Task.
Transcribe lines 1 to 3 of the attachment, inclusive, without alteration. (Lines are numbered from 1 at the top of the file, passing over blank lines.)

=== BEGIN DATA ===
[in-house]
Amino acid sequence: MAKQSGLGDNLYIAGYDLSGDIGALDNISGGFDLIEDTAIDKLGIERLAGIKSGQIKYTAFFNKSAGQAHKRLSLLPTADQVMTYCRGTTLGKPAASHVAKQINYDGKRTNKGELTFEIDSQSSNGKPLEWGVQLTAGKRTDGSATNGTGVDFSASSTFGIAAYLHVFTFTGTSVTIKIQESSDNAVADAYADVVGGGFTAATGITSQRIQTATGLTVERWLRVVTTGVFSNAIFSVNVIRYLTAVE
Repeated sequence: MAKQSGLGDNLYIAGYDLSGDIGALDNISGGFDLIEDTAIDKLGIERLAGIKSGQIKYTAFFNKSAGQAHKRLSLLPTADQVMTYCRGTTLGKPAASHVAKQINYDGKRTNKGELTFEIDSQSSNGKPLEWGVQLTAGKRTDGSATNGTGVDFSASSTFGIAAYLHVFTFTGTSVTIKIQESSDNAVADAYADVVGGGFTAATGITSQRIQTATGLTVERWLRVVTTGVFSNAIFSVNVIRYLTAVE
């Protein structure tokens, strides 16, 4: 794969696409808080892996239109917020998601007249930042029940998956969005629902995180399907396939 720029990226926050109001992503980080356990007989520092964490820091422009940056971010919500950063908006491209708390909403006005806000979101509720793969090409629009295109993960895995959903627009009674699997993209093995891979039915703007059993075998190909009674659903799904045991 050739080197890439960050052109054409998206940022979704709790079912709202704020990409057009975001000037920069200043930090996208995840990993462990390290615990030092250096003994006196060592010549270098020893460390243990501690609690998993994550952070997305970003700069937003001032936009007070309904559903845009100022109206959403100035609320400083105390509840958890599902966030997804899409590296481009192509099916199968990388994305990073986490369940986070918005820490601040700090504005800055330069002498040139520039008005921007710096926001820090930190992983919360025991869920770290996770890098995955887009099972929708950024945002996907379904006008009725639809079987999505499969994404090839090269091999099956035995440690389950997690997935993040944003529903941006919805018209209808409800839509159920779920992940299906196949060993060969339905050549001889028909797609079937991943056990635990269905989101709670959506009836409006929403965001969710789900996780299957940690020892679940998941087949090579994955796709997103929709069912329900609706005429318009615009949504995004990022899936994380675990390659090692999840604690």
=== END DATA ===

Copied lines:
[in-house]
Amino acid sequence: MAKQSGLGDNLYIAGYDLSGDIGALDNISGGFDLIEDTAIDKLGIERLAGIKSGQIKYTAFFNKSAGQAHKRLSLLPTADQVMTYCRGTTLGKPAASHVAKQINYDGKRTNKGELTFEIDSQSSNGKPLEWGVQLTAGKRTDGSATNGTGVDFSASSTFGIAAYLHVFTFTGTSVTIKIQESSDNAVADAYADVVGGGFTAATGITSQRIQTATGLTVERWLRVVTTGVFSNAIFSVNVIRYLTAVE
Repeated sequence: MAKQSGLGDNLYIAGYDLSGDIGALDNISGGFDLIEDTAIDKLGIERLAGIKSGQIKYTAFFNKSAGQAHKRLSLLPTADQVMTYCRGTTLGKPAASHVAKQINYDGKRTNKGELTFEIDSQSSNGKPLEWGVQLTAGKRTDGSATNGTGVDFSASSTFGIAAYLHVFTFTGTSVTIKIQESSDNAVADAYADVVGGGFTAATGITSQRIQTATGLTVERWLRVVTTGVFSNAIFSVNVIRYLTAVE